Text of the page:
Conclusion 4: Contrary to what many might expect, parenting for this sample was not notably more difficult than parenting when children were in school.

Specific findings supporting this conclusion include:

• In April, 73 percent percent of parents disagreed with the statement, “During the past week my child and I are having more conflicts” (indicated by a rating of 5 or below on the 10-point scale). In May, that was 82 percent. This is perhaps the most interesting finding of all. With school closures, conflicts between children and parents diminished, and they continued to diminish even more over time after schools closed.

• In April, 47 percent of parents disagreed with the statement “Pandemic parenting is easier than parenting during normal times,” 24 percent agreed with it. (The rest were neutral). In May, 42 percent disagreed and 27 percent agreed. In other words, in both samples fewer than half of the parents reported parenting to be more difficult during the pandemic than before.

Conclusion 5: Regardless of everything else, most children were looking forward to going back to school—because they missed their friends.

• In April, 70 percent of the children agreed with the statement, “I have been looking forward to going back to school,” 18 percent disagreed. (The rest were neutral). In May, 73 percent agreed and 15 percent disagreed.  

One of the open-ended questions invited children to write about what they missed most about regular school. Of the 206 who responded to that question in April, 82 percent said they missed seeing their friends; 13 percent said they missed one or more of their teachers; 7 percent missed recess or sports; 3 percent missed music or art; 3 percent mentioned some other type of class they missed or said they missed classes in general; 2 percent said they missed nothing at all; and 1.5 percent said they missed lunch. I don’t yet have the list of kids’ responses to this question in May, but I have no reason to think it would be much different. 

Overall Conclusion

As I said in the first post of this two-part series, I have no doubt that the pandemic has had devastating effects for some families. But these two surveys indicate—contrary to many reports that are not based on systematic studies—that the closing of schools and other adult-organized activities for children, overall, benefitted more children than it harmed.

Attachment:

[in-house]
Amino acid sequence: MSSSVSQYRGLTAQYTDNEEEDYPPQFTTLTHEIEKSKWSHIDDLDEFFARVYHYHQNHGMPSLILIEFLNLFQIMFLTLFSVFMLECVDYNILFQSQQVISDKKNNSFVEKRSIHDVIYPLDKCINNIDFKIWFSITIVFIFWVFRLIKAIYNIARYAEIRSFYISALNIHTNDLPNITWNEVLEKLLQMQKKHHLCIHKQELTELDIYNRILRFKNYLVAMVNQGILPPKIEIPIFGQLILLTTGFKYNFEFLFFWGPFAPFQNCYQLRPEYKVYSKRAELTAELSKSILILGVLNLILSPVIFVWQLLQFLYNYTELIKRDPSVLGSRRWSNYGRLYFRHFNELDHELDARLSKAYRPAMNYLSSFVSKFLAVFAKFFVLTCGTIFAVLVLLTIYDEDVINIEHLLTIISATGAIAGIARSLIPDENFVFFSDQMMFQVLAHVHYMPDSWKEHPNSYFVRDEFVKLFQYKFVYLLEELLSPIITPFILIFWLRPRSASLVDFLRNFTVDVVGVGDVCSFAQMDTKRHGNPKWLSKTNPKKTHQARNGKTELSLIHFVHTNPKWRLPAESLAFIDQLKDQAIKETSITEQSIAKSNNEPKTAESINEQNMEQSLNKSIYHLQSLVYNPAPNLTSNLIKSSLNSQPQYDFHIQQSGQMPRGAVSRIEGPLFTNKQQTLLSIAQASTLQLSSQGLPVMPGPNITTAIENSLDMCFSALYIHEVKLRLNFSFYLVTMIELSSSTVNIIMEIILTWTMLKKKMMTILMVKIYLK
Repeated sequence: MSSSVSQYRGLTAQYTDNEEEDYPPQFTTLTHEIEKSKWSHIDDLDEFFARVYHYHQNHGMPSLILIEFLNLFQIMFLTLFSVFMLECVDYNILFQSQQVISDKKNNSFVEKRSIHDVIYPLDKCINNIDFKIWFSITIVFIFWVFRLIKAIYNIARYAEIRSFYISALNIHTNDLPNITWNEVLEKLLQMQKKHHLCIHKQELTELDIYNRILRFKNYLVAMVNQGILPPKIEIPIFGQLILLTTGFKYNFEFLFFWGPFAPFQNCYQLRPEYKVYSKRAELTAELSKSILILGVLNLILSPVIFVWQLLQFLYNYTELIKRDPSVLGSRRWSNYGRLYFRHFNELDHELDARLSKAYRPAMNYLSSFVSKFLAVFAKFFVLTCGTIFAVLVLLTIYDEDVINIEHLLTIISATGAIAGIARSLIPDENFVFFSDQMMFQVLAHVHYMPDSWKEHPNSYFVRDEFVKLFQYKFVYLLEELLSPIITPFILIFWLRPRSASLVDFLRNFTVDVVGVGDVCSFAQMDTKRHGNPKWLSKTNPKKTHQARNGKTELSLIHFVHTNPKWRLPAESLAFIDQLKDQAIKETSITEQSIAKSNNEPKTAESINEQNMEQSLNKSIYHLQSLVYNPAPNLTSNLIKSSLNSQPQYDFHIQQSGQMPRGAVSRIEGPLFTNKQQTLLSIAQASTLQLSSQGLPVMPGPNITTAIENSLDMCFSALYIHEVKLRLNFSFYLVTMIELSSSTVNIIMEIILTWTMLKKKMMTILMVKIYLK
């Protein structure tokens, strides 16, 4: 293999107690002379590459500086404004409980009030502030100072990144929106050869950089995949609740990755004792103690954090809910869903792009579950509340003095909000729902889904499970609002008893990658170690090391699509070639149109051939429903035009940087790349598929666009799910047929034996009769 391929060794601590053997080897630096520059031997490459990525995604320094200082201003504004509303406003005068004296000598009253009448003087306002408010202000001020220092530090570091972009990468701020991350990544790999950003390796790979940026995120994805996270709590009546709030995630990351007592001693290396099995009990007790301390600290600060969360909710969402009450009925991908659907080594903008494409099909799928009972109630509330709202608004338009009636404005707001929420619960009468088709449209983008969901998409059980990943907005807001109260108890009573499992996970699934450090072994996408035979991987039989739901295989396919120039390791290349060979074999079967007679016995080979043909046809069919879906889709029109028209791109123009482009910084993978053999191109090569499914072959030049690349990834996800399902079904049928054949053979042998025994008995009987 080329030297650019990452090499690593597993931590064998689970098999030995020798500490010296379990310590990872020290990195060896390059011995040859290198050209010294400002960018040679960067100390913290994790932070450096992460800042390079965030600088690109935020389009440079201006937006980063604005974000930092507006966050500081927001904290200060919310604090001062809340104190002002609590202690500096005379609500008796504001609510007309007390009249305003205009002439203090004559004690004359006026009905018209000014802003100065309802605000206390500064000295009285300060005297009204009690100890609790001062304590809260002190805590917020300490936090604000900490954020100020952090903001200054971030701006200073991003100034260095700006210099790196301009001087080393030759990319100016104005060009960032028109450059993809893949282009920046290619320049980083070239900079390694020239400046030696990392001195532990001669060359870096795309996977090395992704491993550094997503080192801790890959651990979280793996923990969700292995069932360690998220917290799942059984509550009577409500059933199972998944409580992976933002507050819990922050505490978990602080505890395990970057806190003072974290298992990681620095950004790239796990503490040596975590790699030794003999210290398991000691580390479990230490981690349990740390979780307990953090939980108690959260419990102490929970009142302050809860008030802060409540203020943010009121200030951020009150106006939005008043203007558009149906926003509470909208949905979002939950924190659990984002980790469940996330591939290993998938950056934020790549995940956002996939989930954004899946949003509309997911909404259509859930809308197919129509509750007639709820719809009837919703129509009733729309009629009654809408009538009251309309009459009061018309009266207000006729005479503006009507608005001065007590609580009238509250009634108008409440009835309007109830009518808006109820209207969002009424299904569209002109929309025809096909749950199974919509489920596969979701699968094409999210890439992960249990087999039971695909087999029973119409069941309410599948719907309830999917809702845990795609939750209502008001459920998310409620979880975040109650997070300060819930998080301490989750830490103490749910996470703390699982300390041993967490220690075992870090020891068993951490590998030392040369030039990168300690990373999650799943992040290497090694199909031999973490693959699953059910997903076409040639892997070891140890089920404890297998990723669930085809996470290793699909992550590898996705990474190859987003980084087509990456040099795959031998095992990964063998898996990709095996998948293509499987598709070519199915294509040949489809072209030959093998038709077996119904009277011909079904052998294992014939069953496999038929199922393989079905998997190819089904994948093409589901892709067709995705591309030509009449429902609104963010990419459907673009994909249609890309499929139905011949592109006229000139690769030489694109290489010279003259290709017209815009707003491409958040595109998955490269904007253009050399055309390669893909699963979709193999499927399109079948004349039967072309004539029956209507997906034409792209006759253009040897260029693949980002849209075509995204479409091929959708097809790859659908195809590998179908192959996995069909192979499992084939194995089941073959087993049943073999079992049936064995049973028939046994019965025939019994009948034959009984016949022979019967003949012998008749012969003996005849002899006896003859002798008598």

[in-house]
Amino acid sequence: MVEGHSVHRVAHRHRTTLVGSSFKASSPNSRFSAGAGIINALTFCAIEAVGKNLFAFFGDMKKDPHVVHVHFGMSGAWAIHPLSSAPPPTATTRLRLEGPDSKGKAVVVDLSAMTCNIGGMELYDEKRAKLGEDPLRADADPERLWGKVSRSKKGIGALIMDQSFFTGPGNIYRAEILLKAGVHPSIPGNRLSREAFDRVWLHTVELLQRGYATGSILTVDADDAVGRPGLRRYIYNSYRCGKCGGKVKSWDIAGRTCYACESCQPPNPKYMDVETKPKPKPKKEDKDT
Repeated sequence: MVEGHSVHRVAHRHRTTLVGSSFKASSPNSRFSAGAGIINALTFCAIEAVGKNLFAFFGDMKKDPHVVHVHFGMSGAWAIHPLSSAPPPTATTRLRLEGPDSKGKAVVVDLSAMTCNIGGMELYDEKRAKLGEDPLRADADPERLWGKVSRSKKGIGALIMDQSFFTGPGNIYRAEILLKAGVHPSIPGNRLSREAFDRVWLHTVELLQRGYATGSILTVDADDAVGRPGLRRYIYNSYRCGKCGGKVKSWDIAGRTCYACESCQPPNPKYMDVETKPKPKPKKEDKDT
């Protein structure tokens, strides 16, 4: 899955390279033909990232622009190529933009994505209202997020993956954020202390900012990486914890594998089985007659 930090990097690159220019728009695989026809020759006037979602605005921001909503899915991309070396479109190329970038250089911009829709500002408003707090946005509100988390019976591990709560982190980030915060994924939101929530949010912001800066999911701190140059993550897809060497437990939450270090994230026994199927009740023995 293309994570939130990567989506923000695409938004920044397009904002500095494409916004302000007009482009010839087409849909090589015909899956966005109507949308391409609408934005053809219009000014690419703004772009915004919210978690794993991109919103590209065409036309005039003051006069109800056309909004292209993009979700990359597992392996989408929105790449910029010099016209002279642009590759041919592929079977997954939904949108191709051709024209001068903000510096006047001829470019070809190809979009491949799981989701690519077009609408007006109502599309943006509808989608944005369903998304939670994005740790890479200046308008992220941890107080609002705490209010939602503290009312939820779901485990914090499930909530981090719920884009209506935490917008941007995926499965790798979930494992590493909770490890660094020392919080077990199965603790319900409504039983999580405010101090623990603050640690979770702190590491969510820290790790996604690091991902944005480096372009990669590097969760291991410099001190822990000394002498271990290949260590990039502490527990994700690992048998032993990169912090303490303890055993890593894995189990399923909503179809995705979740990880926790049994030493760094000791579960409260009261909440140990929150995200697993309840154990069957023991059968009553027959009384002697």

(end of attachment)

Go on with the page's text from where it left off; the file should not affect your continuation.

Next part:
As I have pointed out in many previous posts and academic articles, and in my book Free to Learn, prior to the pandemic we were keeping children so busy, and so stressed, with schooling and other adult-run activities that they had little opportunity to do what children are designed, biologically, to do—to play, explore, take initiative, discover and pursue their own interests, and learn through these self-directed ways.

I hope that we, as a society, can derive a lesson from this. Let’s realize that the “normal” that people talk about when they talk about getting back to something like what we had before the pandemic for schooling is not “normal” biologically. We have, over decades, gradually turned children’s lives into something that is not at all normal for children. Normal means time to get bored, daydream, play, discover, find and pursue your passions, and, yes, help out at home.  

It is no surprise to me that the primary loss to children from school closures was loss of opportunity to see their friends. Beyond what I just listed, "normal" for children means having lots of time with friends. Children were already deprived of that before the pandemic, and even more so afterwards.


What are your thoughts and questions about all this? Do the findings of this survey coincide, or not, with your observations concerning your own children or other children you know? This blog is, among other things, a forum for discussion. Your views and questions are treated with respect by me and other readers. But please present them here in the comments section (by clicking on the little comment balloon below), not to me by email. By presenting them here, you help enlighten others, not just me, and you give many people the chance to respond to your questions. (And, I get way too many emails.)